The turnip cake was lightly fried. The cake itself was soft and fluffy, and the texture was smooth. I would have preferred if the radish cake was served at a warmer temperature. No biggie, as I still enjoyed it.

Beep Beep enjoyed the minced pork dumplings. The pork filling was saucy and hot. She liked that the dumplings were shaped and coloured like a carrot. I found the dough sweet, and still sizzling from the fryer.

Service at Golden Sands is excellent and far better than what I experience in Vancouver or Richmond. I found everyone friendly and helpful, despite how busy it was. I plan to go back for dinner to try the other dishes Miss Foodie recommended. Hitting the Sauce gives Golden Sands two fat thumbs up.

Indian · Restaurants

The Curryer

For dinner on Saturday, I wanted to take Beep Beep somewhere I’d never been before. I remembered Miss Foodie recommended The Curryer, a Pakistani restaurant in the Beltline. As she is my number one go-to for restaurant picks, I knew we wouldn’t be steered wrong. For this post, let’s listen to “You Drive Me Wild” by The Runaways.

You have to order and pay for your food at the front counter before sitting down. Unfortunately, I couldn’t remember which drink Miss Foodie recommended, so I just ordered what the owner suggested – the Anar Twist ($5.95). For food, I choose the Aloo Mutter Samosa ($2.50), Chicken Samosa ($3), Beef Korma ($15.95), Chicken Biryani ($15.95), and Kachumber Salad ($3.95).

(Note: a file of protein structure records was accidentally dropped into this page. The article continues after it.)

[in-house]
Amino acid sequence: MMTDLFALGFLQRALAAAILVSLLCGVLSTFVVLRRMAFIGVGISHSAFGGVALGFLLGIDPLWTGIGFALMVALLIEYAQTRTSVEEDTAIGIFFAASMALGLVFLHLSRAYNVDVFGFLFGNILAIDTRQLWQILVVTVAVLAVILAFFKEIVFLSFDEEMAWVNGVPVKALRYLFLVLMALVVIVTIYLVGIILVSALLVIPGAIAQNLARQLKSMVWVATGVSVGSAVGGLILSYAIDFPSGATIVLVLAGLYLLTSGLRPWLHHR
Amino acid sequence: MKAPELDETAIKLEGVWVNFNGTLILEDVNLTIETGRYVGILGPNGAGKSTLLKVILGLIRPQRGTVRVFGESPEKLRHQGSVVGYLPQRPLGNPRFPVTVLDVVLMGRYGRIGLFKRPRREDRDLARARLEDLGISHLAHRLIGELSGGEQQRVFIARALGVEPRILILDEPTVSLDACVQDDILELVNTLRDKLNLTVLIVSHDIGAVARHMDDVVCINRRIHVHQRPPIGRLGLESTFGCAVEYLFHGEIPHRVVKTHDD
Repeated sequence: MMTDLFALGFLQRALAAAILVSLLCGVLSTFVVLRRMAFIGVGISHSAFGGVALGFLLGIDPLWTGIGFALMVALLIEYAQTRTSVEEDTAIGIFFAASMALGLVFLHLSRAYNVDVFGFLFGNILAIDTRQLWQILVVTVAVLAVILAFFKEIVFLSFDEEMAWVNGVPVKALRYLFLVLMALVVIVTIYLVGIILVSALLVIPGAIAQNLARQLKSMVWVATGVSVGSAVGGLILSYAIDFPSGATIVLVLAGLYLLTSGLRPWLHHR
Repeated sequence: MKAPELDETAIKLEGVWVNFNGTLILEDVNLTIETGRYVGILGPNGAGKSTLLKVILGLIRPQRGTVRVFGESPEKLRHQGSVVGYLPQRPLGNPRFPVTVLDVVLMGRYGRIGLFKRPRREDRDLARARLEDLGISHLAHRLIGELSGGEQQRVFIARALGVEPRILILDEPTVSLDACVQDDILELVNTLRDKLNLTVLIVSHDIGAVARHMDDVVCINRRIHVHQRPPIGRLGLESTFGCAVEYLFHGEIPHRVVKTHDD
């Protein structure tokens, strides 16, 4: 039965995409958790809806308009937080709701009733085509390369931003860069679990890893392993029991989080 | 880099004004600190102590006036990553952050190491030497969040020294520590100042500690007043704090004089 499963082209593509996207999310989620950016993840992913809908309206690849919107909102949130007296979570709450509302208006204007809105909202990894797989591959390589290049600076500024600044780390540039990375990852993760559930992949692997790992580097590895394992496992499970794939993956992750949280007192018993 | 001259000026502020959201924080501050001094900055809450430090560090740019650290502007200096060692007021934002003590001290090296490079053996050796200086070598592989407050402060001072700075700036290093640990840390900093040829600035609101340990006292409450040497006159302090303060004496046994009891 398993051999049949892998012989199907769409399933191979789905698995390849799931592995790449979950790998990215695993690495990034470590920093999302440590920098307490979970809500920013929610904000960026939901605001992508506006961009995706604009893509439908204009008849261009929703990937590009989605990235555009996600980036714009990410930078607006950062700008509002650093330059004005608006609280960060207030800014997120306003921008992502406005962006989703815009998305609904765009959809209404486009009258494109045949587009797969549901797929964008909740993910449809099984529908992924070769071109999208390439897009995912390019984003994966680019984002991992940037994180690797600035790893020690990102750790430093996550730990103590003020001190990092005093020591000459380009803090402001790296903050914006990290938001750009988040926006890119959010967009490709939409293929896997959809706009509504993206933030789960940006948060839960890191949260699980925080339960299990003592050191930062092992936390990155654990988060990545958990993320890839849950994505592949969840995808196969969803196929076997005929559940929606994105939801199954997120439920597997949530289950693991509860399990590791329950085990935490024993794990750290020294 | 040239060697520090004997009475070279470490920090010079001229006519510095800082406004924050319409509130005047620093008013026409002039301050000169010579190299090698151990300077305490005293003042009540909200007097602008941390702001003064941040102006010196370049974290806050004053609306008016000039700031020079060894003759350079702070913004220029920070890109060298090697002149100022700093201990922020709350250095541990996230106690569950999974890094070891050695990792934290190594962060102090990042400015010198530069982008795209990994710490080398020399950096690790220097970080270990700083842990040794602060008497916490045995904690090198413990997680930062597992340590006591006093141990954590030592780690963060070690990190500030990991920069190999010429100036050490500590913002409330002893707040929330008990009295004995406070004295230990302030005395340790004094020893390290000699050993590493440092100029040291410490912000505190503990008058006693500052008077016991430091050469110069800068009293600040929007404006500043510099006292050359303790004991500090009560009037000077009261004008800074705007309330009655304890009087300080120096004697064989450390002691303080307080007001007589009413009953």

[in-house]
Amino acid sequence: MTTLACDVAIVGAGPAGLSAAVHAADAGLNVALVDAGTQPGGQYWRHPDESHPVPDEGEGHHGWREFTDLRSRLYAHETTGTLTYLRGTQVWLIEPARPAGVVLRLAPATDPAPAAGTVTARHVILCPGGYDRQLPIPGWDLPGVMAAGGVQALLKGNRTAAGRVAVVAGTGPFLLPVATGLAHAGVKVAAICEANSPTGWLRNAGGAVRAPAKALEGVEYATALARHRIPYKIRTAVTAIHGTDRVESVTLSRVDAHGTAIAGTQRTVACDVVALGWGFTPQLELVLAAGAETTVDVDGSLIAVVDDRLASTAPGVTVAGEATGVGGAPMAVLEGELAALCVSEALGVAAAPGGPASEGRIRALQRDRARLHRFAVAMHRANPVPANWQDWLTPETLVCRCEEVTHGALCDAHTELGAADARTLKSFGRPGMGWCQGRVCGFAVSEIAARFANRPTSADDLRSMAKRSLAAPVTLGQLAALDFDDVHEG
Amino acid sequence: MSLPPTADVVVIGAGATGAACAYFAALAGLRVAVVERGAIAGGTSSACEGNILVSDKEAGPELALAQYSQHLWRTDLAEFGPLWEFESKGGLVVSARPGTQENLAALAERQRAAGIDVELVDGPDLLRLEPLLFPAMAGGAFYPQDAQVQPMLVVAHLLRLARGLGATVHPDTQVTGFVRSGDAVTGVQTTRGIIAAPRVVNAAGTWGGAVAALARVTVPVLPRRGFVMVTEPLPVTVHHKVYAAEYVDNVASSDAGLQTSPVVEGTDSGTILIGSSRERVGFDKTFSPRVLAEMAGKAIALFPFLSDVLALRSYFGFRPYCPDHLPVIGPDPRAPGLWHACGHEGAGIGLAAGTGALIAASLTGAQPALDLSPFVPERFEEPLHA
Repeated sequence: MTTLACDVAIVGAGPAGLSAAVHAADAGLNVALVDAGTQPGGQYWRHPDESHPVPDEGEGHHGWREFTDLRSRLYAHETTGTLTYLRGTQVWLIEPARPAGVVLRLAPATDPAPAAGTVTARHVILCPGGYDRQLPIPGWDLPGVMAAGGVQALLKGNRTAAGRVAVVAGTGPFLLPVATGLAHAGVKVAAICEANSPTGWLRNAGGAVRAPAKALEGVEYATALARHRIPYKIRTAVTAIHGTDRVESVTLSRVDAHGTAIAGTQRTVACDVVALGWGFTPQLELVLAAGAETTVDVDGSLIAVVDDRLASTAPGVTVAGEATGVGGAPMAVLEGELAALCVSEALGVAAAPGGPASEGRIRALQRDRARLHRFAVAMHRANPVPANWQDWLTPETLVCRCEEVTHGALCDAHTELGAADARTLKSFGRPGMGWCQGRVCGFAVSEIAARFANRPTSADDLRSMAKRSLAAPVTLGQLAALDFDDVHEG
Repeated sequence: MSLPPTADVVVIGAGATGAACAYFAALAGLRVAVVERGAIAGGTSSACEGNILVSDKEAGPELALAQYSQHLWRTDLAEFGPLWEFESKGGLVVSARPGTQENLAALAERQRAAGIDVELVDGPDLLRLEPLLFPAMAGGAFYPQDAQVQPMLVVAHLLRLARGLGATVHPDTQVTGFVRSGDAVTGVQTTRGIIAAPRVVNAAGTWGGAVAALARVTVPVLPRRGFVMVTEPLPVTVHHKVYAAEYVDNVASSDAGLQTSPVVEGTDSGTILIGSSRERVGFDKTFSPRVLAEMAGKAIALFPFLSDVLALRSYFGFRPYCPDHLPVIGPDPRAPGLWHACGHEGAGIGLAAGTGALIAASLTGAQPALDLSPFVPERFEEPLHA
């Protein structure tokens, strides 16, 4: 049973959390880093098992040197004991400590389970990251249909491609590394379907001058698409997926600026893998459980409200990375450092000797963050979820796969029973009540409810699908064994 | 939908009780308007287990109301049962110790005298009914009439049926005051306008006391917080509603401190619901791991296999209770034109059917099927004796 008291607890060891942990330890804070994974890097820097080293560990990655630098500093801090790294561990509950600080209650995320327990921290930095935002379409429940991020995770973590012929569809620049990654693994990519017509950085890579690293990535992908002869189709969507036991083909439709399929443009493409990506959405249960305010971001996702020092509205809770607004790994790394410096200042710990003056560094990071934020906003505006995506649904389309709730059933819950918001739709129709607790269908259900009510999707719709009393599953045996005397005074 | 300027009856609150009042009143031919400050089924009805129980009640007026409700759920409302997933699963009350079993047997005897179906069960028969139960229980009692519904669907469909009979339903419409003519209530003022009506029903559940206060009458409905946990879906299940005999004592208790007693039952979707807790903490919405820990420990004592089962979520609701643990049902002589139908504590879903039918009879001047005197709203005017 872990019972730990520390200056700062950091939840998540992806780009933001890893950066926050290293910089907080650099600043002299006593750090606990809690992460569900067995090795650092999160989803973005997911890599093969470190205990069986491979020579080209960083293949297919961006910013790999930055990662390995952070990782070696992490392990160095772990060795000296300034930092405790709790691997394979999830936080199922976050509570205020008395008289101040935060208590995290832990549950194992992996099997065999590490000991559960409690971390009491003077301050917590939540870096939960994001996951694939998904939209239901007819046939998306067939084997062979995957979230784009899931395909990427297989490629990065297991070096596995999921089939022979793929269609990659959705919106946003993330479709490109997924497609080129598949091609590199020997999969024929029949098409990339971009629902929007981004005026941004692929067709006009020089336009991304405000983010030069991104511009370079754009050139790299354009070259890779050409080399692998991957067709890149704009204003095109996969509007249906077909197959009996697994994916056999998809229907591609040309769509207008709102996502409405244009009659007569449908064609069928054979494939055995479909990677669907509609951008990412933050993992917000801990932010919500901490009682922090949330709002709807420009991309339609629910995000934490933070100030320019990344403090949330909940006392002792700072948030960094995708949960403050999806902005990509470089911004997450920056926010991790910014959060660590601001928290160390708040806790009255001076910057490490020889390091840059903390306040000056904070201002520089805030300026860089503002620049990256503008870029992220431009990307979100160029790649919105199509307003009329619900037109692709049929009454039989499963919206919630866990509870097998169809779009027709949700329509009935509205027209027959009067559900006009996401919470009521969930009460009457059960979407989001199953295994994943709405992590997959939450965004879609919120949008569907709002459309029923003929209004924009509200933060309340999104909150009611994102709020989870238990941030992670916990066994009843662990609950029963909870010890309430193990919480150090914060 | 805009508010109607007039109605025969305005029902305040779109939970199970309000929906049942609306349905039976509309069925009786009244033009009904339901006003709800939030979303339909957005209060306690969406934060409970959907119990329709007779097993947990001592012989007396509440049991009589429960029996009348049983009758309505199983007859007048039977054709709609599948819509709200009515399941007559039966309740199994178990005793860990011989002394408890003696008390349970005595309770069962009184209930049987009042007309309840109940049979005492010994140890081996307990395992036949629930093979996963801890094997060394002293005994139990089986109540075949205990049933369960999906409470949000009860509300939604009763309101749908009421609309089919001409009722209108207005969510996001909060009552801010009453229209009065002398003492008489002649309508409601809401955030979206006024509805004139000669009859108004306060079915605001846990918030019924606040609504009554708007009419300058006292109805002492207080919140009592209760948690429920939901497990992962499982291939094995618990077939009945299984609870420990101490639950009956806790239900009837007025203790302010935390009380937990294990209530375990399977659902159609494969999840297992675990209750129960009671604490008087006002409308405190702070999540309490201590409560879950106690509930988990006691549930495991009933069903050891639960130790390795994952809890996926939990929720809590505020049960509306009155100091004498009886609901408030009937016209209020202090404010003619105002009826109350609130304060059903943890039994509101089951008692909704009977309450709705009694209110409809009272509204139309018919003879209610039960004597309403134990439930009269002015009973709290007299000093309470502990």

Our drinks were fizzy and sweet, filled with pomegranate seeds and a jelly-like lychee slush. Since I’m sensitive to sugar, I would ask for half the amount of syrup the next time I visit.

Of the two samosas we tried, I preferred the aloo mutter, as I found the filling delightfully soft and savoury. I noticed the wrapper on the aloo mutter was crunchier and poofier than the chicken samosa.

The beef korma was excellent. The texture of the beef was tender and velvety, similar to Chinese-style brisket. The creamy sauce had a deep, smooth depth to it. I warned Beep Beep to avoid the drizzle of hot oil in the curry, as she’s sensitive to spicy foods. I would get the korma again.

The naan was fantastic! I loved the big blistered air pockets. The only other place in the city with flatbread this good is Yemeni Village. The Curryer’s bread is flaky and almost papery compared to Yemini’s softer, chewier bread.

The naan is so good that I would skip the rice and double up on the bread. There’s nothing better than fresh, crisp naan and a stellar curry.

The chicken biryani tasted like the chef just made it. The plump chicken pieces were slow-roasted, which made the meat pop easily off the bone. The long grains of the basmati was fluffy, aromatic, and liberally spiced. The owner recommended mixing the cucumber salad into the biryani, as it added a crunchy, refreshing element to the dish. I enjoyed the combination of the creaminess from the mint chutney and yogurt raita with the chicken and rice.